As progress is made with the related guidelines of the amended law and revisions to the Guidelines for Accredited Personal Information Protection Organizations, we also plan to review the provisions related to the protection of personal information by businesses, and to investigate business models that make effective use of anonymized data. In line with current trends in legal systems, we will continue to support the NTT Group in both legal and technical aspects and continue to take part in external activities including academic activities.


[1] T. Hioki and Y. Itakura, “Mechanism of the 2015 Amendment to the Act on the Protection of Personal Information,” Shojihomu, 2015 (in Japanese).
[2] Personal Information Protection Commission JAPAN,
[3] Personal Information Protection Commission, “Guidelines on Personal Information Protection Law (Provision to a Third Party in a Foreign Country),” 2016 (in Japanese).
[4] Personal Information Protection Commission, “Guidelines on Personal Information Protection Law (Anonymously Processed Information),” 2016 (in Japanese).
[5] Ministry of Economy, Trade and Industry, “Reference Material for Use by Service Providers when Considering Methods for the Creation of Anonymously Processed Information (Anonymously Processed Information Creation Manual) Ver. 1.0,” 2016.
[6] “Focus on the News: Development of a New Personal Data Anonymization System for the Big Data Era—Providing Advanced Privacy Protection While Retaining the Data’s High Utility Value,” NTT Technical Journal, Vol. 26, No. 5, pp. 51–52, 2014 (in Japanese).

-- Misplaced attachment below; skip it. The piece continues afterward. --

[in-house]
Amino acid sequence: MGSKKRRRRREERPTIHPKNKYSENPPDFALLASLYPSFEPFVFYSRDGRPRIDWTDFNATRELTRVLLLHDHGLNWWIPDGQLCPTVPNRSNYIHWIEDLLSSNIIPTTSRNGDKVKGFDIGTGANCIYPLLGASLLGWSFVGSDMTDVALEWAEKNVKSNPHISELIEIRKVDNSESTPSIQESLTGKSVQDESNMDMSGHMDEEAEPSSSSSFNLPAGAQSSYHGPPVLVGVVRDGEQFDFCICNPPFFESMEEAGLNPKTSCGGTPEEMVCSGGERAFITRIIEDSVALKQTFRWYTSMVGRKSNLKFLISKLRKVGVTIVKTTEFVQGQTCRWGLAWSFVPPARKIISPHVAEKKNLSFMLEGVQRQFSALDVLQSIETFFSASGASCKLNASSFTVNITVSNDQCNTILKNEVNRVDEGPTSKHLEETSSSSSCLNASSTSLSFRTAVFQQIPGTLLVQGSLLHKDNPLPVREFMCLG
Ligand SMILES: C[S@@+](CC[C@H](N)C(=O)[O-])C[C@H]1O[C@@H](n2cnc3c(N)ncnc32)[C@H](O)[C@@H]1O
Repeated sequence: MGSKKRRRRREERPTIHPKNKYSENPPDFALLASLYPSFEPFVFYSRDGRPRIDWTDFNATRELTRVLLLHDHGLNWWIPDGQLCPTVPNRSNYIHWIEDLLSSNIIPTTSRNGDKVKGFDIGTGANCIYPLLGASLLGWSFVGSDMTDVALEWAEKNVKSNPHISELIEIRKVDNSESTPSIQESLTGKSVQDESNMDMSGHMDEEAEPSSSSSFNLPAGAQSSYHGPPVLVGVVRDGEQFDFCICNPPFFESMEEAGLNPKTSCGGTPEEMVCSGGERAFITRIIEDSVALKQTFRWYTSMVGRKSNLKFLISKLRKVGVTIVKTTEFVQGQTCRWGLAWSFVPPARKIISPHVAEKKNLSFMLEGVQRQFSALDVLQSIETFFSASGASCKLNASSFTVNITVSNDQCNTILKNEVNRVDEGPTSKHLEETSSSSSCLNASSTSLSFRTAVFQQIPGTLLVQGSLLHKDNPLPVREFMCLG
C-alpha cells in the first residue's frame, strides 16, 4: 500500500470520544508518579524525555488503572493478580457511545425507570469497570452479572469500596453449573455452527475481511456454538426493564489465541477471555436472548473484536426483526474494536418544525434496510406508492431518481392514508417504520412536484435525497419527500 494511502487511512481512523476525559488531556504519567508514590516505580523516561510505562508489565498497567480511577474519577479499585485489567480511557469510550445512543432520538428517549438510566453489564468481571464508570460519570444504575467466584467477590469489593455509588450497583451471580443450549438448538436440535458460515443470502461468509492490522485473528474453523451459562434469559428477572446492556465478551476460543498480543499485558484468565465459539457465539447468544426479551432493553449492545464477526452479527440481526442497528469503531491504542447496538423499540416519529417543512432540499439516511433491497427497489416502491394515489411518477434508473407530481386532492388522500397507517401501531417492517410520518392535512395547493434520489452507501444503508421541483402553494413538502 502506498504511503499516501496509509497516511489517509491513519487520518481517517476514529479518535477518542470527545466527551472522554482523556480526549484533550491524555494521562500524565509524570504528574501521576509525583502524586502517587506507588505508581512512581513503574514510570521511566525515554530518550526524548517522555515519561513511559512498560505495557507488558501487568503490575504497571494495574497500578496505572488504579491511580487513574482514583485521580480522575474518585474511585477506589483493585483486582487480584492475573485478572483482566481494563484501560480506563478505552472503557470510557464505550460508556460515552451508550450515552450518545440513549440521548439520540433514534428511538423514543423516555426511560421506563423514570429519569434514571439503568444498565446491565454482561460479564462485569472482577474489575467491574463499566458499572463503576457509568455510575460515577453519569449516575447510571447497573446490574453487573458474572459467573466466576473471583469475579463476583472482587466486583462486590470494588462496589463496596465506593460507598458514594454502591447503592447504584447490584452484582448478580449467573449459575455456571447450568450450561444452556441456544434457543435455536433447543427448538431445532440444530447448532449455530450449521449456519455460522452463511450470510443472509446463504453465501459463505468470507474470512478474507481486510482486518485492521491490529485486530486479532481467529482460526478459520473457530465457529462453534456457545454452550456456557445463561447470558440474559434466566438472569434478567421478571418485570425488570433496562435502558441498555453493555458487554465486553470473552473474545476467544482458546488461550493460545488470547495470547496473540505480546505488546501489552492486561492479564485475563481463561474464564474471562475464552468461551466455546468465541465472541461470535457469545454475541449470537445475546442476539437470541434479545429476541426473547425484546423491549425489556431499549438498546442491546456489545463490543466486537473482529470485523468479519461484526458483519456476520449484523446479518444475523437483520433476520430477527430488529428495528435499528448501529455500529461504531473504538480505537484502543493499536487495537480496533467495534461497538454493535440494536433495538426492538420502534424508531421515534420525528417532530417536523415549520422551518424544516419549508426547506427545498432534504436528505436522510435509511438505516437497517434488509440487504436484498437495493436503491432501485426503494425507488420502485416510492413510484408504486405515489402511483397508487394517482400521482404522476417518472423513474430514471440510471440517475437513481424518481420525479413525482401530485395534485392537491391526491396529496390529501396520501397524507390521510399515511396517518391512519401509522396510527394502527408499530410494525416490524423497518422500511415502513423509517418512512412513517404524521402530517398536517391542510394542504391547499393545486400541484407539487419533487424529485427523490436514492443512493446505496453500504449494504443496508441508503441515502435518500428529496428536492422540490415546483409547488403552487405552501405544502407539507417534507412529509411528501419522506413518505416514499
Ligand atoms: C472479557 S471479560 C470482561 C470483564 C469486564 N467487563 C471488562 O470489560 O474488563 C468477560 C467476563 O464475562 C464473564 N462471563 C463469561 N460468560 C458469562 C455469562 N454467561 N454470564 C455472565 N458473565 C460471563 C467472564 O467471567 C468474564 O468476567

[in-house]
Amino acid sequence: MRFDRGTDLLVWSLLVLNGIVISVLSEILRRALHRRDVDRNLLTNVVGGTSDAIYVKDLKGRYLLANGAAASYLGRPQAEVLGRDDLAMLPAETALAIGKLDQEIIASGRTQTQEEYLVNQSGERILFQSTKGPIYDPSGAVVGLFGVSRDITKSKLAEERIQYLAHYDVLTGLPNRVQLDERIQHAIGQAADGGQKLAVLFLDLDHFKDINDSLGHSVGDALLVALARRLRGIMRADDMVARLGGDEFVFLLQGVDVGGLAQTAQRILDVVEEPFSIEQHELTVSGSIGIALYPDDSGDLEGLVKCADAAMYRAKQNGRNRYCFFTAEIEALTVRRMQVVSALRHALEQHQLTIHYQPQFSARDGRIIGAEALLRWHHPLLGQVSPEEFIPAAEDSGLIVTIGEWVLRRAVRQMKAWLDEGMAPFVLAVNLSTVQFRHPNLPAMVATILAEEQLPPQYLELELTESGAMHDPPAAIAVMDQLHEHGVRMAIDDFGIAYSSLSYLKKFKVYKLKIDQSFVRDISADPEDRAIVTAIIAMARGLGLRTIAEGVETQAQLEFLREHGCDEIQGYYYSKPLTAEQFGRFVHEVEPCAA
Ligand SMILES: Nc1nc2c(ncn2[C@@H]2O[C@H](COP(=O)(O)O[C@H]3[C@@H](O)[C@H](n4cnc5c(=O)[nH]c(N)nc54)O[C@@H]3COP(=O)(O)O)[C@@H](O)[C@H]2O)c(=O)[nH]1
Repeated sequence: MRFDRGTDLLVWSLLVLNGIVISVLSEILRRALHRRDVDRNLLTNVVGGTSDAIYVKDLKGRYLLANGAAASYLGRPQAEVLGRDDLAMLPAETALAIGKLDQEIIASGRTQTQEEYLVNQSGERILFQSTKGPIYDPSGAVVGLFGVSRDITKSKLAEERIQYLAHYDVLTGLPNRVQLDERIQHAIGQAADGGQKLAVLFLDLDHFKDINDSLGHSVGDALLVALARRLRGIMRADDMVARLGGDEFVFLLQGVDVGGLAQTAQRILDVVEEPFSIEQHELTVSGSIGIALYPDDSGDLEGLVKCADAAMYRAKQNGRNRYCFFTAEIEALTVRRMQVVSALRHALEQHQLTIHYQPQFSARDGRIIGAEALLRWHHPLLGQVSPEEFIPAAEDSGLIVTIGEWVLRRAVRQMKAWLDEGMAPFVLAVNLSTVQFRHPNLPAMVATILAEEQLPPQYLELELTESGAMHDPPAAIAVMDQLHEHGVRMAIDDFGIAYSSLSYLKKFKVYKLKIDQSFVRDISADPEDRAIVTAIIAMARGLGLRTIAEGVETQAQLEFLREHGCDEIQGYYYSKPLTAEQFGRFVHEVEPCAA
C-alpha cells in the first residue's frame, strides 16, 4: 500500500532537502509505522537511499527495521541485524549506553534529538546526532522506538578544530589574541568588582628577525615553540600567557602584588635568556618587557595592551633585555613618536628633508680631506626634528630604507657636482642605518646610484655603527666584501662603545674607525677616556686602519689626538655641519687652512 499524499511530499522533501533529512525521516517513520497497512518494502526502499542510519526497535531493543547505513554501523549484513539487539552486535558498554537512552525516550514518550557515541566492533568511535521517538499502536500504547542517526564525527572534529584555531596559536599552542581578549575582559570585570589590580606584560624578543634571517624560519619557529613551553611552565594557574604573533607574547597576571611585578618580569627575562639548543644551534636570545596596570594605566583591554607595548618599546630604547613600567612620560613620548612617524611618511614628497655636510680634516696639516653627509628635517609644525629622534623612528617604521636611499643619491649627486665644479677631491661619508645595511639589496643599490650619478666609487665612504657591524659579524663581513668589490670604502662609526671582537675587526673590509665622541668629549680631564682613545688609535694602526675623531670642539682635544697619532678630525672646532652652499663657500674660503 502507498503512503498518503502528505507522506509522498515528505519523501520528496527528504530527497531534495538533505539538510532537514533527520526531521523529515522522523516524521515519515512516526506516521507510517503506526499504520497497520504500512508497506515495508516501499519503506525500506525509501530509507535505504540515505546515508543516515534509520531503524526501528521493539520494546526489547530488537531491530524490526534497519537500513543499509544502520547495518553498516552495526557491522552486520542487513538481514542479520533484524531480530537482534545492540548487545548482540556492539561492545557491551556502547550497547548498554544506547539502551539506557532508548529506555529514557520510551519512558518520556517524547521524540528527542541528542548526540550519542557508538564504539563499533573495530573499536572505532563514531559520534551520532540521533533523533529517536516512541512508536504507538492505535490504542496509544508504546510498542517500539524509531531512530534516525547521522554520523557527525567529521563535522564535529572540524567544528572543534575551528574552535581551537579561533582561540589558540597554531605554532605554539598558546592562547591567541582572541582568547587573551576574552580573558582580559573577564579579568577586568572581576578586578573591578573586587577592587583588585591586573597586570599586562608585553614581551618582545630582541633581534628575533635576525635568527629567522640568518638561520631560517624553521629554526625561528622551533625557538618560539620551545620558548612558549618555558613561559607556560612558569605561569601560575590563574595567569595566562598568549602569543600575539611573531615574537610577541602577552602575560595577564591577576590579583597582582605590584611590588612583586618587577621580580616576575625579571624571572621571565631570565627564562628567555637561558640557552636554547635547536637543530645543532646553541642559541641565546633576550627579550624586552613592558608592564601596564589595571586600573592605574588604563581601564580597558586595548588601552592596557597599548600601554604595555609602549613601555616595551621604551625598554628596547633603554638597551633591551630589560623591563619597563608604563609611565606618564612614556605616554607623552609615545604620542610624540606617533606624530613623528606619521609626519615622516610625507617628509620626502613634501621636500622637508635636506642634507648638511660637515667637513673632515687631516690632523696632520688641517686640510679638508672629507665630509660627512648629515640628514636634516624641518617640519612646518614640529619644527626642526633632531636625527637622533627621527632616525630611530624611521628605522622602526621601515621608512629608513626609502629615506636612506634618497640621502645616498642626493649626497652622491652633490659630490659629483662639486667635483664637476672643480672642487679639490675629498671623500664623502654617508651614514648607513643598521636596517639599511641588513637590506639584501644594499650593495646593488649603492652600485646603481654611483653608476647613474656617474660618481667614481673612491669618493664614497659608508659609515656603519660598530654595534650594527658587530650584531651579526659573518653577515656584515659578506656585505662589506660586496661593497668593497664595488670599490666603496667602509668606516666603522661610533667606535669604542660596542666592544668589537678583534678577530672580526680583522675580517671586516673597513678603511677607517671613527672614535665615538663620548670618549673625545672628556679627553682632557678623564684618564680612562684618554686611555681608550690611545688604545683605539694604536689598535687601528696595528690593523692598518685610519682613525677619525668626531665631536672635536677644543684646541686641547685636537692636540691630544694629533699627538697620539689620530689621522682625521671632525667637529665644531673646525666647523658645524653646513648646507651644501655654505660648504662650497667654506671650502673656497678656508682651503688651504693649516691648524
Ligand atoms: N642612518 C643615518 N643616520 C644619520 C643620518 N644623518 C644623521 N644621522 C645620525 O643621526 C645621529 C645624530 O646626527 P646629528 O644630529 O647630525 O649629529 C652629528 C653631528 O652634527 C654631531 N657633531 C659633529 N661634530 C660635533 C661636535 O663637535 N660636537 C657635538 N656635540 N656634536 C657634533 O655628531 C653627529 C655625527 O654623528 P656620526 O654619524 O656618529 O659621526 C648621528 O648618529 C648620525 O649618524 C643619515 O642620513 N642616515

Kumiko Kameishi
Senior Research Engineer, Secure Architecture Project, NTT Secure Platform Laboratories.
She received a B.S. and a Master of Environmental Science from University of Tsukuba in 1989 and 1991. She jointed NTT Telecommunication Networks Laboratory in 1991. She is studying information security and privacy issues of personal data services. She is a member of the Information Processing Society of Japan (IPSJ).
Keiichi Hirota
Senior Research Engineer, Data Security Project, NTT Secure Platform Laboratories.
He received a B.S. and M.S. from Mie University in 1995 and 1997, and a Ph.D. in informatics from the Graduate University for Advanced Studies (SOKENDAI), Kanagawa, in 2008. He joined NTT in 1997. His current research interests include security and privacy in information processing, information sharing, and data utilization. He is a member of IPSJ.
Akiko Fujimura
Research Engineer, NTT Secure Platform Laboratories.
She received an LL.B. and a Master of Media and Governance from Keio University, Kanagawa, in 1997 and 1999, and a J.D. from Chuo University, Tokyo, in 2008. She joined NTT Information Sharing Platform Laboratories in 1999 and has been engaged in research on technological and legal issues of information security, personal information protection, and privacy protection.
Fumihiko Magata
Senior Research Engineer, Secure Architecture Project, NTT Secure Platform Laboratories.
He received an LL.B. from Chuo University, Tokyo, in 1992. He jointed NTT in 1992. He is currently studying information security in the interdisciplinary field of social science and information engineering. He is a member of the Japan Society of Security Management and the Information Network Law Association. He is a Professional Engineer (Information Engineering).
Yukiyoshi Ota
Senior Research Engineer, Secure Architecture Project, NTT Secure Platform Laboratories.
He received an M.E. in electrical engineering from Osaka University in 1992 and jointed NTT the same year. He is currently researching information security. He is a member of the Institute of Electronics, Information and Communication Engineers.